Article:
–This question is closely related to my previous reflection about “identity”. I don't think collective identity is a required condition for design production, but it is a fundamental trait of memory, conceived as both a support and a compilation of acquired knowledge and personal experiences. In this sense, archives and patrimonial collections help fulfill this need.
–Why is it necessary to preserve the memory of design?
–Without memory, everyday would be a new beginning, as if we were newborns…; and newborns can’t grow without constant protection and nursing. Only memory –both tacit and explicit– provides the knowledge that is required to be independent and unique. Even instinct relies on memory to make decisions, personal memory as well as the genetic memory of our species. As Jean Paul Sartre once said: “Man, without support nor aid, is perpetually condemned to invent man every instant”.
–What institutional conditions are required to accomplish it?
–First, it must have a clear set of goals under the direction of a leading team constituted by designers-curators. Then, it must work within a wide scope that includes the national territory in its entirety and considers different historical periods. It usually happens that exhibits or publications deceitfully promise to deliver a “history of Argentine design” when in reality their curators and publishers hardly include anything beyond the General Paz Avenue.
–Why is it that in Argentina, in contrast with the rest of the world, there are almost no museum spaces devoted to design?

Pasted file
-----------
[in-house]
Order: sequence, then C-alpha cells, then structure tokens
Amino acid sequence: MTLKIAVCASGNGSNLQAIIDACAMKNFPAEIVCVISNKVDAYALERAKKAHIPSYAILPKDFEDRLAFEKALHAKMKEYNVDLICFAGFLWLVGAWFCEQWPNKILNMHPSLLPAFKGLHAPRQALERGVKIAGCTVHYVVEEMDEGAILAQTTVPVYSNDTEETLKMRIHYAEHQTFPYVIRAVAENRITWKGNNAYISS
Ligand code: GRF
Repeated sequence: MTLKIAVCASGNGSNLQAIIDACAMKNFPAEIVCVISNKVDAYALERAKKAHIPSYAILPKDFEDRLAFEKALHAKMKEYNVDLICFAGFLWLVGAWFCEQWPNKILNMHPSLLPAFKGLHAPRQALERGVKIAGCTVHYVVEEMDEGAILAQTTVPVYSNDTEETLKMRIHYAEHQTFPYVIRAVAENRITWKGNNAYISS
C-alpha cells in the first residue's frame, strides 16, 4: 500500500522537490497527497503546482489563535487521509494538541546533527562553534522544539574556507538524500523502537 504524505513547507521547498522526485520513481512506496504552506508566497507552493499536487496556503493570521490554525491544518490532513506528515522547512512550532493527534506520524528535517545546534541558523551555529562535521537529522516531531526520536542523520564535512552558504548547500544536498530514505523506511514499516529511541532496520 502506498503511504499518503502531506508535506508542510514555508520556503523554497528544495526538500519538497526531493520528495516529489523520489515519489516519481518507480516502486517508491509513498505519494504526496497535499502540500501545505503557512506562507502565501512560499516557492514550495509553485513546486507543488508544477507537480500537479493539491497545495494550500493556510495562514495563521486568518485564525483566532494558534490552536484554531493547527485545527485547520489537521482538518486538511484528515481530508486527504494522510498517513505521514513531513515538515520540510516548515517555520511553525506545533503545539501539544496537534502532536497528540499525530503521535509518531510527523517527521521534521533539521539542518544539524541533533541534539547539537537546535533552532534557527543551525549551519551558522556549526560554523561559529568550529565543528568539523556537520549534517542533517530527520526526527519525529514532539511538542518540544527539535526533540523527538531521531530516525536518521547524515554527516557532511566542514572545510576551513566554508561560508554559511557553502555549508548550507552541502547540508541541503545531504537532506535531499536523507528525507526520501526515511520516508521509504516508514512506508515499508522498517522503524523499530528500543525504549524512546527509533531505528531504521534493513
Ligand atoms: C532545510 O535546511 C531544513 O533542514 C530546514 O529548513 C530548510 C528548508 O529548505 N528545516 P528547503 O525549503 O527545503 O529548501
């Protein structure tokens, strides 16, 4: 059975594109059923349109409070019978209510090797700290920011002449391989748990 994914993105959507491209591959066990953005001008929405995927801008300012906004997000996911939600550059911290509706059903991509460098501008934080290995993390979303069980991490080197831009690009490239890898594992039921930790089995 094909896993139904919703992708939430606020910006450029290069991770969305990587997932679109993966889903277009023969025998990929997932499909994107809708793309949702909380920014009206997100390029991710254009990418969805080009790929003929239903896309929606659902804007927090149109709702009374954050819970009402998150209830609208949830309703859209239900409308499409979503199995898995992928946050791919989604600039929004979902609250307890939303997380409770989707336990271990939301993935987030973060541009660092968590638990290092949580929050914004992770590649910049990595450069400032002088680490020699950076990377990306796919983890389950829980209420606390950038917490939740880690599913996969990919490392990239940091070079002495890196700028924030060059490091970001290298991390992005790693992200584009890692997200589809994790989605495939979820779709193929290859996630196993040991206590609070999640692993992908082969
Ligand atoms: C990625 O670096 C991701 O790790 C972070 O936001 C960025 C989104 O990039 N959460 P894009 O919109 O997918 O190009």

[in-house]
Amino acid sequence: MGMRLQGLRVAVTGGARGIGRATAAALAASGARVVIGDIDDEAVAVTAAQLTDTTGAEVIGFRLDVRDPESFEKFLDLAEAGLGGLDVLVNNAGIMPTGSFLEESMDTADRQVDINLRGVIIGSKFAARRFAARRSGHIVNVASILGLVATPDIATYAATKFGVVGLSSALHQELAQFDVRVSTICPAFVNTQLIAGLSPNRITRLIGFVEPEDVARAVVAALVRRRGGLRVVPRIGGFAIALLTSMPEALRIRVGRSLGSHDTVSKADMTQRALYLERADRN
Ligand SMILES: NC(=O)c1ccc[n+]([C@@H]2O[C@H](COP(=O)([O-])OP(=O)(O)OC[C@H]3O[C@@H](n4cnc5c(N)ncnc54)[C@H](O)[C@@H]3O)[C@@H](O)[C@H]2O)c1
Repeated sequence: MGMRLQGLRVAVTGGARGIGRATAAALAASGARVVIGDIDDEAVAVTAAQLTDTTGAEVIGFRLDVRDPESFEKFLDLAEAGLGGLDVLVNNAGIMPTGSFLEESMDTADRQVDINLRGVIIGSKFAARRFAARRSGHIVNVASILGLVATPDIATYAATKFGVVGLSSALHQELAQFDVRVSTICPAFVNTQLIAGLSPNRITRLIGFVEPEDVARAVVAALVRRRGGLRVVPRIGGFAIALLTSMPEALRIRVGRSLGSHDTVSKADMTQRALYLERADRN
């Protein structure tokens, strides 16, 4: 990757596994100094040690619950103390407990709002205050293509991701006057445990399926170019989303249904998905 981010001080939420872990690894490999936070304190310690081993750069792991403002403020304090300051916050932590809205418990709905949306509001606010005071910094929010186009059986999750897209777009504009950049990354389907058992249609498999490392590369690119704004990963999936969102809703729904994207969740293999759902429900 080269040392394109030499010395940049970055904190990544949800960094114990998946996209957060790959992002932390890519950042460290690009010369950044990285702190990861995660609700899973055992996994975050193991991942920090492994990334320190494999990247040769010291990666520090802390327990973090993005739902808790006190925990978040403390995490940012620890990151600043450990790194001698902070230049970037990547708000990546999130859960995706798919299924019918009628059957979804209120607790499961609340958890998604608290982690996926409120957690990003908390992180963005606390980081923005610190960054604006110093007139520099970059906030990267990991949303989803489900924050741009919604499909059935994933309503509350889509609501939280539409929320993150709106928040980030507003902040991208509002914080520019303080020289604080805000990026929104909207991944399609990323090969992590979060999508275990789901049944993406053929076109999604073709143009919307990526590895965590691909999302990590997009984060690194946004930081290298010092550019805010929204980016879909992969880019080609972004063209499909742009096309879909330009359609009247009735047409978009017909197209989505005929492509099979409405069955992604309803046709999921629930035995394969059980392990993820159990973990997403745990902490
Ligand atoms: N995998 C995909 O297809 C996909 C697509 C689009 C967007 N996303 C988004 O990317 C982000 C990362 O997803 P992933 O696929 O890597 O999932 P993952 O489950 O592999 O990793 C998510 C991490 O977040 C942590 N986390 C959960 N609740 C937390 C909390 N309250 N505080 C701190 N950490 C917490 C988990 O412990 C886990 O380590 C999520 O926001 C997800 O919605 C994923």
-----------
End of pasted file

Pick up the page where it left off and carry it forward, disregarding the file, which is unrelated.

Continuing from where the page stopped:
–That is a positive thing. Museums are bourgeois venues, outdated mausoleums that only hide what should be in the open, accessible for anyone to see. I don’t think design belongs in such institutions. Museums are built only in main cities, within the most upscale and better equipped neighborhoods. People do not attend museums, only tourists, mostly foreigners, visit them. It is fine to include in museums iconic pieces and design artwork that are key to tell the story of a specific place since they will bear witness to specific social processes. In that respect it would be valuable, design as part of a community’s heritage, alongside other cultural elements, but never a s a “museum of design”.
–What are the future challenges that will be faced by the design community?
–Currently disciplines experience a process of permanent reconversion and re-focus. Design and architecture, of course, are no exception. The boundaries of knowledge are blurry; we constantly make new discoveries. Today, design is an activity fundamentally linked to economy, despite its origins as a tool to oppose the bourgeois and conformist culture. Thus, the challenge is to recover those primal values. I would be ecstatic if design somehow helps to prevent the complete imposition of capitalism.